At about the same time airline company Jetsgo Inc. looked for ways to cut costs internally so it could lower ticket prices, its executives first turned to voice recognition technology.
Michael Granshaw, vice-president of corporate planning and development for Jetsgo in Montreal, said the airline narrowed down the area of improvement to the call centre, which was getting a lot of repetitive calls regarding flight times, tying up agents’ time when they could be doing other things.
The idea was to find a voice recognition solution that would enable customers to call in and get the information via voice prompts, rather than speaking to a live agent or using interactive voice response (IVR), a technology that enables a touch-tone phone user to get information from or enter data into a database.
“Basically we saw that voice recognition technology was a great way forward – it was a technology that you could relatively easily deploy and, if deployed correctly, would give very quick results.”
In conversations with Bell Canada, which was handling some of Jetsgo’s outsourcing contracts at that time, the name of a Montreal-based voice recognition firm, ComputerTalk Technology Inc., came up. “We sat down with ComputerTalk and we felt very comfortable that their particular solution would work in our environment,” Granshaw said. “They were keen to customize and develop it to the requirements that we needed.”
Jetsgo outlined what it was looking for, and ComputerTalk spent some time at Jetsgo’s call centres to understand how information was provided to consumers so it could later transfer that same functionality into a voice recognition tool. The solution Jetsgo selected is Ice3 (Ice Cubed), which was customized to cover both French and English. “The key was that if (the software) doesn’t recognize all the different accents in French and English, all the different intonations, you end up with a frustrated customer,” Granshaw said.
The software also had to be able to identify different airport names. “Our system is sophisticated enough to handle (names like) Dorval, Pierre Elliot Trudeau. What the Ice Cubed product was proven to do is to provide customization to ensure the technology works well from a customer point of view.”
Granshaw said customization is an “ongoing process,” adding that as Jetsgo gets more calls in, the voice recognition system can become more and more tailored to the airline’s needs. “It is able to pick up ways of naming certain places or times, because people use different terms. We should have this improving over time.” Jetsgo and ComputerTalk put together a four-phase plan to usher in voice recognition functionality.
The first phase, which at press time had just been up and running for a few weeks, was to offer flight information to customers. “That system gave us a 30 per cent reduction in the number of calls coming into our call centre last week, which means that 30 per cent of the calls are being managed by voice recognition technology,” he said. Service levels have improved by nine per cent, and there has been a seven per cent reduction in the rate of abandoned calls.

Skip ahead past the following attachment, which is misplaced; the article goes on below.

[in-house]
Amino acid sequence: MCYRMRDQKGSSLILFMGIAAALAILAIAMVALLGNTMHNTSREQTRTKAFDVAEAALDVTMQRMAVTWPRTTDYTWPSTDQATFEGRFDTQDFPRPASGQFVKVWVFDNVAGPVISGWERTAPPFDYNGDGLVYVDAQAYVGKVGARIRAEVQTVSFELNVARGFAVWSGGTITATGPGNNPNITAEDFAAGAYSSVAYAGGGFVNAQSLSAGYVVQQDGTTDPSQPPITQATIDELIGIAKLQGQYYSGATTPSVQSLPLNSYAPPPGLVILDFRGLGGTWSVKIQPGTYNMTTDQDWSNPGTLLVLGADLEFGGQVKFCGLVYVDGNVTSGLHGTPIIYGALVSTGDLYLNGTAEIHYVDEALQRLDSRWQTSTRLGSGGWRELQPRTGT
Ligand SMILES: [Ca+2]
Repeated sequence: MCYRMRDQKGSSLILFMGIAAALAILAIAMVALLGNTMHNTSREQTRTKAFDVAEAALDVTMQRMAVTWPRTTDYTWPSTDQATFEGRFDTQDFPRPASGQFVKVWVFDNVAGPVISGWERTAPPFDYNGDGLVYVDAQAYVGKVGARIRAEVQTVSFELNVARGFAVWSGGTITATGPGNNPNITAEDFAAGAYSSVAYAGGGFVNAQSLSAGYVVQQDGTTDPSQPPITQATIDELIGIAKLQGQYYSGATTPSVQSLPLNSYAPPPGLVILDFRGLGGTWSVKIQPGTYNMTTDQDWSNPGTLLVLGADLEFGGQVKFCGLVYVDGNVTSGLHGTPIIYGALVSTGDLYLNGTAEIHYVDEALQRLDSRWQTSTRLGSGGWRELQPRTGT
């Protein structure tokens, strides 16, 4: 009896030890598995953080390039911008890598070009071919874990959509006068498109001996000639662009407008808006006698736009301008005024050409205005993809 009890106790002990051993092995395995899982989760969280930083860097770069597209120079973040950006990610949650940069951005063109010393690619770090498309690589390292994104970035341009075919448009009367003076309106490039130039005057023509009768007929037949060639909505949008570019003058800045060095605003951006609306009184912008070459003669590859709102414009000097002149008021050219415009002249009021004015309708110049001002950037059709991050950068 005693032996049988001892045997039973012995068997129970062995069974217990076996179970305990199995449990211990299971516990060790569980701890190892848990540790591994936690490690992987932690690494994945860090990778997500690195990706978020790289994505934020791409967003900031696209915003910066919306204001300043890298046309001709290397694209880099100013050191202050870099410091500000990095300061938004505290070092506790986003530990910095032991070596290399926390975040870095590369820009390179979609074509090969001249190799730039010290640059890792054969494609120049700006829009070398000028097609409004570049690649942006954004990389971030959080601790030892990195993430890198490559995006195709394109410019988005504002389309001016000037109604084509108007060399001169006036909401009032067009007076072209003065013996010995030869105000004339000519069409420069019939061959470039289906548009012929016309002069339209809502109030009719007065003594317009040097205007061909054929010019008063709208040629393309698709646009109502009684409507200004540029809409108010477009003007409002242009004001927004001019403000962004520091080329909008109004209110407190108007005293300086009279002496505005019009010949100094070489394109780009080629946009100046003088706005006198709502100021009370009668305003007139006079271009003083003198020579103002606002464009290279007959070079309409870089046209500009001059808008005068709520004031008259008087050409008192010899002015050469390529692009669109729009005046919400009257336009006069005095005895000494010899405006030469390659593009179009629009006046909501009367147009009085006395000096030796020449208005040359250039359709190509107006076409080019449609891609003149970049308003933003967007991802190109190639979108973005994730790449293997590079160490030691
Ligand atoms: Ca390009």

“What’s happening there is that more calls are now managed automatically. We have much better service levels because we’re helping customers with issues outside of flight information (inquiries).” The system is also of high enough quality to stop calls coming back to customer service for clarification, he said.
The second phase, which at press time was on the verge of implementation, is a proactive notification function where a customer who has already booked a flight will automatically get a voice mail or e-mail if any changes occur that could affect their itinerary.
“For example, if we suddenly have additional flight and might be able to reduce (the traveller’s) connection time, we can inform the customer about that,” Granshaw explained. Providing flight status through voice recognition is the third stage. “This is where the customer would request flight status or information if there is change, running up to time of departure … It’s putting the control in the consumer’s hands.”
The last step would be to provide the customer with the ability to book a flight through voice recognition. “I think that’s a number of months away.”
Jean Paul Brouillard, director of ComputerTalk’s Quebec operations, said voice recognition is finally taking off. “It’s at the embryo level, but it’s really picking up.”
He said most firms that currently use IVR systems will upgrade to voice recognition within the next two years; speech technology will run on the same engine as IVR and will extend the life of IVR systems.
Speech recognition adoption will be indicative of a “me too” attitude where companies will try to keep up with their competitors who already have speech software in place, Brouillard added.
In the past there were many companies that did not have good experiences with older voice platforms. “They would create a lot of frustration at the customer base, and customers were reluctant to try it again.” Older voice platforms were not as close to natural language as they are today.
To get them to work properly, “you had to speak machine language, but nobody knew what the machine was expecting,” Brouillard said.